A plan isn’t of much use unless it is actually used. Often when coaches evaluate their plan they will realise that they weren’t actually that effective in implementing it. It is important that you make a real effort to use the plan, rather than just leaving it in a drawer or in a folder on your computer. Here are some guidelines to help you to successfully implement your plan:
1. Refer to your plan on a regular basis
The best way to stay focused on your plan is to keep it front-of-mind. Make a point of regularly looking over your plan, making sure you are following through on your actions, and checking that you are making progress. Looking at your plan at the start of each week is a good way to do this. Having your goals or key action points displayed somewhere prominently (such as your desktop background or inside your coaching clipboard) can help to make them visible.
2. Review the actions that you are using and decide what actions you will take that week
It is a good habit to plan your week. This could include writing up your session plans, identifying some personal goals, and making a note of the important tasks that you need to complete. While you are doing this you should also look over your plan and identify what actions you will take and when you will take them.
3. Set session goals based on an aspect of the plan
Along with having session goals that you want to have your athletes achieve for each training session, you should also set yourself some coach development goals. These goals will direct you to work on one aspect of your coaching delivery, which you will pay attention to during the session. Use your plan as a guide to set goals that tie into your overall development, helping you to become a better coach with each session.
4. Discuss the plan with a mentor
Your plan should form a basis for your relationship with your mentor. Each time that you meet you should discuss your progress in implementing the plan. It is also a good opportunity to discuss aspects of the plan that are working well or that you are finding difficult. You should discuss your evaluation of your plan with your mentor so that you get an alternative perspective.
5. Share your plan with an assistant coach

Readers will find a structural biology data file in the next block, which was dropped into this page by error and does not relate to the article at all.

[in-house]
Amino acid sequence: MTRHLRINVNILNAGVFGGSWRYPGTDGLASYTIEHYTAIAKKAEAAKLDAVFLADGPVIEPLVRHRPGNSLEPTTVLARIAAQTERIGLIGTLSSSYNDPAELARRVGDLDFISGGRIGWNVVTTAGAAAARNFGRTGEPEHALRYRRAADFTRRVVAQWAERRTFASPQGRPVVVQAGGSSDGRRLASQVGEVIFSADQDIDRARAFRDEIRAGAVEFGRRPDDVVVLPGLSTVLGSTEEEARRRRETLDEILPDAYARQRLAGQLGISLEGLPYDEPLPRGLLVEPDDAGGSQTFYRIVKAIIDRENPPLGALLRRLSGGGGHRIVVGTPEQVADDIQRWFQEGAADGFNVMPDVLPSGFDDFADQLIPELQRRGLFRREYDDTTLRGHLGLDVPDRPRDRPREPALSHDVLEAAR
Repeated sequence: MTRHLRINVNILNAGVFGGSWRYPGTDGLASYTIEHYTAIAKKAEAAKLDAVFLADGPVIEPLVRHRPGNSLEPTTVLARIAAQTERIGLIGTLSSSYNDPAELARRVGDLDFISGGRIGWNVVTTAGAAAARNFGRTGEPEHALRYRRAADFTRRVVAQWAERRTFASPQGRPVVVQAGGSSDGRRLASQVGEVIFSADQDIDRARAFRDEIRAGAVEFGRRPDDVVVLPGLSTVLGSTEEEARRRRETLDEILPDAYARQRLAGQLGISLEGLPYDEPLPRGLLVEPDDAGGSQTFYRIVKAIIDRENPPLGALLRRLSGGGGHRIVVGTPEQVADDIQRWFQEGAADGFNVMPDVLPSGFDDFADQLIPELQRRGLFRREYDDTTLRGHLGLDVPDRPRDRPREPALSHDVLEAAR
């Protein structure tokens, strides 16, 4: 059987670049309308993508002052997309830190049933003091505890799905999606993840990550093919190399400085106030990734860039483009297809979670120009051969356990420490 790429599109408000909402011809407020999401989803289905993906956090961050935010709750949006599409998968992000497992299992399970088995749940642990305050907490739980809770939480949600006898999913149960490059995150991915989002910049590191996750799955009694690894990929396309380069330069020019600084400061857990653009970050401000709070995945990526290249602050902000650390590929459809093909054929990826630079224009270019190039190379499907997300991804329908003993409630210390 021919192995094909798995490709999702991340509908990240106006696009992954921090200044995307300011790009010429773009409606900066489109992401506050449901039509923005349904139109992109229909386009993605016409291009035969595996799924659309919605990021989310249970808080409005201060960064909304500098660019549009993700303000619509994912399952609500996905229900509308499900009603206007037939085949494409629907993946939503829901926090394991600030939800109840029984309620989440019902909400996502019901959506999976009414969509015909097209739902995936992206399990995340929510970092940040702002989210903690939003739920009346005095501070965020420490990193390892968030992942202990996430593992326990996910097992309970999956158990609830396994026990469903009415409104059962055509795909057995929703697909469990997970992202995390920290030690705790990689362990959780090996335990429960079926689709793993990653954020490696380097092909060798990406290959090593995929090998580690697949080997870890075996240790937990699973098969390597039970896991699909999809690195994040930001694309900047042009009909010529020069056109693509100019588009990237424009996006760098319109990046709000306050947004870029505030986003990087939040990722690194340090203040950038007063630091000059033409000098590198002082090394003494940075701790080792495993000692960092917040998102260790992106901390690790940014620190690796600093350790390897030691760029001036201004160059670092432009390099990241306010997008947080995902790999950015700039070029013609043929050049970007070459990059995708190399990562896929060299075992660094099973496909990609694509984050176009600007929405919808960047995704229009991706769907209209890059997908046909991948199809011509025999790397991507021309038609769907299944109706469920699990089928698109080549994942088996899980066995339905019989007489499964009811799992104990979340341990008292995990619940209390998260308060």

By sharing your plan with your assistant coach they will understand what you are working towards. They can provide you with valuable feedback on your progress, helping you to pick up any areas that you need to focus on. Sharing the plan with another coach that you work closely with will provide some responsibility for following through on your actions, and gives you another person that you can talk about the plan with. The more people that are aware of what you are trying to achieve with your plan, the more people that can support you to achieve it.
6. Do additional research on areas that arise
As you continue to focus on improving your coaching skills, you will notice areas that you need to do some more work on. Some of these areas will be new to you, or you may not be clear on how to improve them. It is important that you continue to research coaching and look at ways that you can improve. The new knowledge that you acquire should then be reflected in your Coach Development Plan – either through profiling yourself, setting new goals, or identifying actions that can help you to implement the knowledge that you have gained.
Coach development plans help you to integrate the various methods of improving your coaching and help to keep you focused on what you are trying to achieve. Throughout the Taking charge of your coach development series we have looked at what you can do to further your own development. Don’t let your development rely on chance; be proactive and seek out opportunities to continue to grow, and your athletes will grow with you.